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Friday 19 April 2019
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In the life of a Multiple Sclerosis victim

Just like any other morning on a typical work day, Frederick Louw woke up and prepared for work as usual. Little did he know what was going to happen to him that morning! On his way to work something strange happened as his legs became weak, his walking started to become unsteady and eventually he fell to the ground.

“At that moment I realised that something was wrong with my legs but I couldn’t really tell what the problem was, because I felt no pain.” he reminisced.

Frederick’s strange condition got everyone thinking. Nobody knew what was going on. His father thought it was witchcraft while his mother thought it was due to the nature of his birth.

“He is my first born and he never showed signs that something of that sort was going to happen to him until it happened. I tried putting my mind to it but I just couldn’t understand. At some point I thought it was because I had assisted birth but then I realised this thing then should have happened already while he was still little,” explained Frederick’s mother, Sara Louw.

Sara says that although he used to walk unsteadily he didn’t fall often and because of that, it never seemed to be a problem. “However as time went on he started falling a lot more and that’s when we decided to get crutches for him,” says the mother.

The diagnosis
After several times of visiting the hospital, doctors could still not identify the problem. In 2007 doctors decided to send Frederick for a CT scan which revealed that he has Multiple Sclerosis. Multiple Sclerosis (MS) is a chronic disease affecting the central nervous system – the brain and the spinal cord.

According to Bianca Ozcan the Founder and Project Manager of Multiple Sclerosis Namibia, the symptoms experienced depend on the position and extent of the scarring within the central nervous system. “So no two people with MS will have exactly the same set of symptoms. In severe cases the patient becomes completely paralyzed and needs full-time assistance,” explains Bianca.

There is no cure for MS and it’s a condition that keeps getting worse and never better. Common symptoms of MS may include fatigue, numbness or tingling, blurred vision, loss of muscle strength, balance or co-ordination and short term memory loss.

Frederick has been living with MS for fourteen years now since his first symptoms. He says that his speech is now also becoming worse. “Although the condition started on my left side of the body, my right side of the body is now also starting to lose strength  – everything keeps getting worse. My sight is now also starting to fade and maybe I am going to need glasses. I don’t know when because I can still see although I can hardly read,” says Frederick.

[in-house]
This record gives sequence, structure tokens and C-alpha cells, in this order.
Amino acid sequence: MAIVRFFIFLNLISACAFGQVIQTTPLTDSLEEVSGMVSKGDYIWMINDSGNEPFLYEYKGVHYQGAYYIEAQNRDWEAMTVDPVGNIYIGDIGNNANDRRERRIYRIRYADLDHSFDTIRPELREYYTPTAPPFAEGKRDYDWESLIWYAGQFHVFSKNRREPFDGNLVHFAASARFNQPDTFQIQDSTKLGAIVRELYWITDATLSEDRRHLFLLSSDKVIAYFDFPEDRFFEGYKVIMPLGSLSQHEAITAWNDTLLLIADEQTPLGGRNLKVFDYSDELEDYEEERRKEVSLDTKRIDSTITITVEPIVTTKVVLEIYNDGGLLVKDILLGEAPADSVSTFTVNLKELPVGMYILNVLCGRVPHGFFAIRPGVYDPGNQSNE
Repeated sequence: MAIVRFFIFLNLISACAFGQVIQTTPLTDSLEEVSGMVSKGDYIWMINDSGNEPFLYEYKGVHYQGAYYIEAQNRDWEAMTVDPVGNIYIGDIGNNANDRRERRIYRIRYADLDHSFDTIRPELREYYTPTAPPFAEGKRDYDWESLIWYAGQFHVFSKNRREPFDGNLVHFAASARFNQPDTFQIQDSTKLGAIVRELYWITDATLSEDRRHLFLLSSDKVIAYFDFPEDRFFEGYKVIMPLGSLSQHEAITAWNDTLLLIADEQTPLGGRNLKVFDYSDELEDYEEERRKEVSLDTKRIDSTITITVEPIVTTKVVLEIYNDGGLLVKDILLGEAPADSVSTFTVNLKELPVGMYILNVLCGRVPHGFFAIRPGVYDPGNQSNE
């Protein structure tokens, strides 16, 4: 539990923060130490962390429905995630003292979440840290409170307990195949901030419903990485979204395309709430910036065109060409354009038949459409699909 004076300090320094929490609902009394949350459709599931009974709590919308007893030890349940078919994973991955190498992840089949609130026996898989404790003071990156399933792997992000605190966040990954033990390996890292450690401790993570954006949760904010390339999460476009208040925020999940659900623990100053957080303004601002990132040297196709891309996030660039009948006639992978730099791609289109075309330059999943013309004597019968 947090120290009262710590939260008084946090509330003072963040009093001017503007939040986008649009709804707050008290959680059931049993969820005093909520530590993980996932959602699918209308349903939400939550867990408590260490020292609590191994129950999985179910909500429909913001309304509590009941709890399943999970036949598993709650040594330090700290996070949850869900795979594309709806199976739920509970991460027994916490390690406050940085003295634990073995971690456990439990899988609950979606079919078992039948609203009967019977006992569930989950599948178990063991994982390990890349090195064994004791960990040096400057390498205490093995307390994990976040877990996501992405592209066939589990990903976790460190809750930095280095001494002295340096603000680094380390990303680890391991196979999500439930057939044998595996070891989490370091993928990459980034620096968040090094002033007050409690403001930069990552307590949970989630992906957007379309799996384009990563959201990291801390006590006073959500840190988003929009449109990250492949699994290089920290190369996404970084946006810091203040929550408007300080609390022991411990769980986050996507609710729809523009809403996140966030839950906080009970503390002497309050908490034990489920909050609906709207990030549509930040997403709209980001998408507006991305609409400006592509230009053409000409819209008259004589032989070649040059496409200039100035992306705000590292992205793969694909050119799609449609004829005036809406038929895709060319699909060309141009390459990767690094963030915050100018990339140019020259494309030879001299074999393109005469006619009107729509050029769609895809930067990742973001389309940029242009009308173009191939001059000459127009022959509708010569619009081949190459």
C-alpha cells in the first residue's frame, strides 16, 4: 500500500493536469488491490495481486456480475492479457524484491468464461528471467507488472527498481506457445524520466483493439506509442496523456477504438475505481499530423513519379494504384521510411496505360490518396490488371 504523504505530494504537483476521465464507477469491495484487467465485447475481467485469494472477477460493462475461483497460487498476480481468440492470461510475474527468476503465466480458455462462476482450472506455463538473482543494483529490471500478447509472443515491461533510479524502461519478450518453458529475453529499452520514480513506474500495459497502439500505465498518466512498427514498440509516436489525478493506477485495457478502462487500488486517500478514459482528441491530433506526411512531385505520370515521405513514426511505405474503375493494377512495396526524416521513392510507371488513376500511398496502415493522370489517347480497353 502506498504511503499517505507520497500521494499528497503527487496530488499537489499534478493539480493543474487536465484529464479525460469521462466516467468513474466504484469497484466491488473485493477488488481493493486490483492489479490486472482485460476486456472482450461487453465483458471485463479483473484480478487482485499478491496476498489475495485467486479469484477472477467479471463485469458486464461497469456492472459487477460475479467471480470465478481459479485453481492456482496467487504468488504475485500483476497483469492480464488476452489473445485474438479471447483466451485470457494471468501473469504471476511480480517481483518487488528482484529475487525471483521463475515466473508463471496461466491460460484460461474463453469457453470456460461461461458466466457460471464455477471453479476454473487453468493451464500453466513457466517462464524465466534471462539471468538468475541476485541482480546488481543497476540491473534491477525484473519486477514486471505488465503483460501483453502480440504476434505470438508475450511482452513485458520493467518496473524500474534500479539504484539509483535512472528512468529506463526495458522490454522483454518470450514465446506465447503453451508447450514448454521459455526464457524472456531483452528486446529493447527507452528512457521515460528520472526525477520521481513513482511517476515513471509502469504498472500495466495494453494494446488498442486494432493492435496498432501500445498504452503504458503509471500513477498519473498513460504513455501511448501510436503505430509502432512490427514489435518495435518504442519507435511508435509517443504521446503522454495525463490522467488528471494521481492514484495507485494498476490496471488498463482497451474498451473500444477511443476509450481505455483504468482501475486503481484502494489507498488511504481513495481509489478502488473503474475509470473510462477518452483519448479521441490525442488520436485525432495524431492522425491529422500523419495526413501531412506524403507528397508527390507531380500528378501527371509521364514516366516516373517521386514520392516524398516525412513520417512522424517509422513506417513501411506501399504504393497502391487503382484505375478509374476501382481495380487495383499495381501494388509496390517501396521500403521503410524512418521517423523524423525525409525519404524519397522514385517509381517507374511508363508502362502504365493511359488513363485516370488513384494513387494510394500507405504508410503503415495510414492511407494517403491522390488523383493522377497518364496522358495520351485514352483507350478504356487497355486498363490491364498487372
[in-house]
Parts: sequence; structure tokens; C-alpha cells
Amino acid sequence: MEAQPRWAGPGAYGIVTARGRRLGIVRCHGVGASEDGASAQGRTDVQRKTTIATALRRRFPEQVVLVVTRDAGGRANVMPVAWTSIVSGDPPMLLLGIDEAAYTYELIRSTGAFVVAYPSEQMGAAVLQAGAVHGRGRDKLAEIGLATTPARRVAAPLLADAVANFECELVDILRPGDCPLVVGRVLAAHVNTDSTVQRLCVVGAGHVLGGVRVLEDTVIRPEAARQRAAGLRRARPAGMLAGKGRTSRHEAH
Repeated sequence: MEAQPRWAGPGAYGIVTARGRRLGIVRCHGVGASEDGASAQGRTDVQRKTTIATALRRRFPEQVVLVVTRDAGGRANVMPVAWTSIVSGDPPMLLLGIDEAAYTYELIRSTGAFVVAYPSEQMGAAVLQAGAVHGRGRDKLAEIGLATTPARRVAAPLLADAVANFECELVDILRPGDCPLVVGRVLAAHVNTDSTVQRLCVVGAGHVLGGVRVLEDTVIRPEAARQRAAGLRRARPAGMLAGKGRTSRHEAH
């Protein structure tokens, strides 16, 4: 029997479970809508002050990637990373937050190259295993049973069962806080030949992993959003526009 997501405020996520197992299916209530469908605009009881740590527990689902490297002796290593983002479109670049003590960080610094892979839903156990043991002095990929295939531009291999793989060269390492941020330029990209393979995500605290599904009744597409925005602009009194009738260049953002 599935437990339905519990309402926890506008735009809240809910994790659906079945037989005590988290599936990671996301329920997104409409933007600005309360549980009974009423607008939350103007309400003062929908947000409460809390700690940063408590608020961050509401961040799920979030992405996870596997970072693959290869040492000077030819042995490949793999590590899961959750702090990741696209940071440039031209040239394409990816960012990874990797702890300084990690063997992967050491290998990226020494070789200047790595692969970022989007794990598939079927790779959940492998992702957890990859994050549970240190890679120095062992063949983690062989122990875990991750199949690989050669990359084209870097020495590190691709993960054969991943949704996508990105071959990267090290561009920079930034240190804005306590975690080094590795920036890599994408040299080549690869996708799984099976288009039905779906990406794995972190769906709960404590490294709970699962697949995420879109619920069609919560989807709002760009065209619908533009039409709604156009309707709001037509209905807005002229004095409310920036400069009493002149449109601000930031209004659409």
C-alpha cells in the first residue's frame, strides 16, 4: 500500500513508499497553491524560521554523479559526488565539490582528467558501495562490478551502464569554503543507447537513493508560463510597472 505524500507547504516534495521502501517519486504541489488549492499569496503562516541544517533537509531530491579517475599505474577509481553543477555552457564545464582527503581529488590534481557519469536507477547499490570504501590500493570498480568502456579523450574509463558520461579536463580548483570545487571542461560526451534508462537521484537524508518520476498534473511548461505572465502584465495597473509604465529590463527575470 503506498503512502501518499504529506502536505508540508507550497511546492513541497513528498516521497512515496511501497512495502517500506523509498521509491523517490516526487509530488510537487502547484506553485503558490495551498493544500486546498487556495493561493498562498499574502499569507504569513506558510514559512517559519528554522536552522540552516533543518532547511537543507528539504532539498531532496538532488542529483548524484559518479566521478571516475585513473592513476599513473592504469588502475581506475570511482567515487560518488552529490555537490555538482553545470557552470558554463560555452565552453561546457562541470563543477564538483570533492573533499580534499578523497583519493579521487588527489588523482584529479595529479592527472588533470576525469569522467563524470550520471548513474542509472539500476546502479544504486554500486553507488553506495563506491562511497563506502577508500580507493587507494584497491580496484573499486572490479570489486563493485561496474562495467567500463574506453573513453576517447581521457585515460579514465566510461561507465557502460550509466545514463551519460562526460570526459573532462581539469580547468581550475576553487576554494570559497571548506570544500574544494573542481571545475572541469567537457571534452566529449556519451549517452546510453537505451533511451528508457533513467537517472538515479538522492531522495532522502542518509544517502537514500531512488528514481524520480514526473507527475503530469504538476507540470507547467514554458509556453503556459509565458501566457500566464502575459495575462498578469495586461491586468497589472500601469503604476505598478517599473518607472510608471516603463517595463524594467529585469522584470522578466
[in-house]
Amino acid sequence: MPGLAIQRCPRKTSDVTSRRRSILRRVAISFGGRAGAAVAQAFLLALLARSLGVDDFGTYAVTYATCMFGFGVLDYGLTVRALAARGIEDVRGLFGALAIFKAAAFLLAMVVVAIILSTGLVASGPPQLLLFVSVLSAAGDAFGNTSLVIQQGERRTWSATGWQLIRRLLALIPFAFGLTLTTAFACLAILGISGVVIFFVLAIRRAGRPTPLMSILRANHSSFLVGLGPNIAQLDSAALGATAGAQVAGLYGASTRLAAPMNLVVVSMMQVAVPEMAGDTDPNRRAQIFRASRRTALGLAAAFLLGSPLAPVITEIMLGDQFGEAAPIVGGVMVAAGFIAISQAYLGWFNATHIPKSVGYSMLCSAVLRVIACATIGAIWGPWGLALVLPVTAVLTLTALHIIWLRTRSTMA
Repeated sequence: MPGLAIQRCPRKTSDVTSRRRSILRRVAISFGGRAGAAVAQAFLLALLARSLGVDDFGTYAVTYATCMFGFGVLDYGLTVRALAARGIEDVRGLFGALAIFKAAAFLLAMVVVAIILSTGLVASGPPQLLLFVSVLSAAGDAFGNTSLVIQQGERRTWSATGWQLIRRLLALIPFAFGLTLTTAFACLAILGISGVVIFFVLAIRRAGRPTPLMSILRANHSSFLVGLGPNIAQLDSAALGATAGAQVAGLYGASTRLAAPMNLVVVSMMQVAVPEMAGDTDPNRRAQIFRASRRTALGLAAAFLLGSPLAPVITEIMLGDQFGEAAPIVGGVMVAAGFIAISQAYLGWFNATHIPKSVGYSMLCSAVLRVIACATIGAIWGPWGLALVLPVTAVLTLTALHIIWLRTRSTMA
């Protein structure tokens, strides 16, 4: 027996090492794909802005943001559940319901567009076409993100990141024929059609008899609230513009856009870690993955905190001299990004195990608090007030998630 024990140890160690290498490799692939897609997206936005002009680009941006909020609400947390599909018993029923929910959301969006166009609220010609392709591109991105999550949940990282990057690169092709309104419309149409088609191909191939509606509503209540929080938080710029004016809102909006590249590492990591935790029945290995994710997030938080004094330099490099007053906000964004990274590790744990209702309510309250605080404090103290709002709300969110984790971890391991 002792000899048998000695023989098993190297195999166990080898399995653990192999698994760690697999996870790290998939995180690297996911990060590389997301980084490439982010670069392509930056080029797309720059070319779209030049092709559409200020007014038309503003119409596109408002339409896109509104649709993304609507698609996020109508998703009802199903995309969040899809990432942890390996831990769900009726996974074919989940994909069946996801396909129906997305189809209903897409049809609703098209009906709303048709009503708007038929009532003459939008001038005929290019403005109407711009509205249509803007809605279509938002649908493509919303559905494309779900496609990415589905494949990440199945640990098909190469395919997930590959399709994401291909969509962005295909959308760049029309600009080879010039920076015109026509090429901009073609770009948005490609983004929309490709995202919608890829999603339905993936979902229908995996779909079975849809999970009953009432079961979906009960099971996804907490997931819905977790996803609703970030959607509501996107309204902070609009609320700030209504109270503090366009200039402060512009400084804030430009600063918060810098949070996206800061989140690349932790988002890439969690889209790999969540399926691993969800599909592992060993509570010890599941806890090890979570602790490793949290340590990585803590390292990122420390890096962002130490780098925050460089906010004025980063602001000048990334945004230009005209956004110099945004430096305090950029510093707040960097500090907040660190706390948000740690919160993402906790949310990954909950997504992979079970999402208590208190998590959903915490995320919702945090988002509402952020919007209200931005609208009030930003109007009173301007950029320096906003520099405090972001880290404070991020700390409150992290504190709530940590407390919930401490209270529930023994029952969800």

“When he’s seated on the wheelchair his left leg bends well but whenever we try to get him into the car or whenever he’s in the bathroom he struggles to bend his leg, it doesn’t react and everything gets worse day by day, his urination is now also starting to become a problem.

The doctor told us that he will come from using crutches to the wheelchair and eventually to the bed. He has been sitting on the wheelchair for five years now.

Initially he used a wheelchair that was donated by a member of our church and later I got advice to get a wheelchair from the hospital which he is now using,” says Sara.

Prior to having MS, Frederick worked as a joiner and lived with his wife and two children in Rehoboth. Sadly his condition cost him his job and his 7 year marriage forcing him to move to Windhoek where he currently lives with his parents.

“We tried getting a job for him before the condition got worse but the employer was afraid he was going to be injured by the machines. Luckily, he has been getting pension since 2007 when he was diagnosed with MS,” explains Frederick’s mother.

However Sara expressed her disappointment in the fact that there are no places where people with such disabilities are being taken care of in Namibia. “My husband and I are also in our old age, and while we are supposed to rest as pensioners we now have to sit and look after him.

We don’t have the strength to help him anymore and it becomes a struggle when he falls down because it’s only the two of us living with him.

If the government can look into that it would be helpful. He is lucky to have his mother and father with a house where he stays but what happens when he outlives us, who is going to take care of him? My concern is that there is no help for these people.

We are grateful for what the government has done because he didn’t have a job to sustain him and the pension is really helpful. But there is so much help that we need but we do not know where to go or who to approach,” she laments.

Multiple Sclerosis is not very common in Namibia. It is estimated  that 1% of the total population may suffer from MS.




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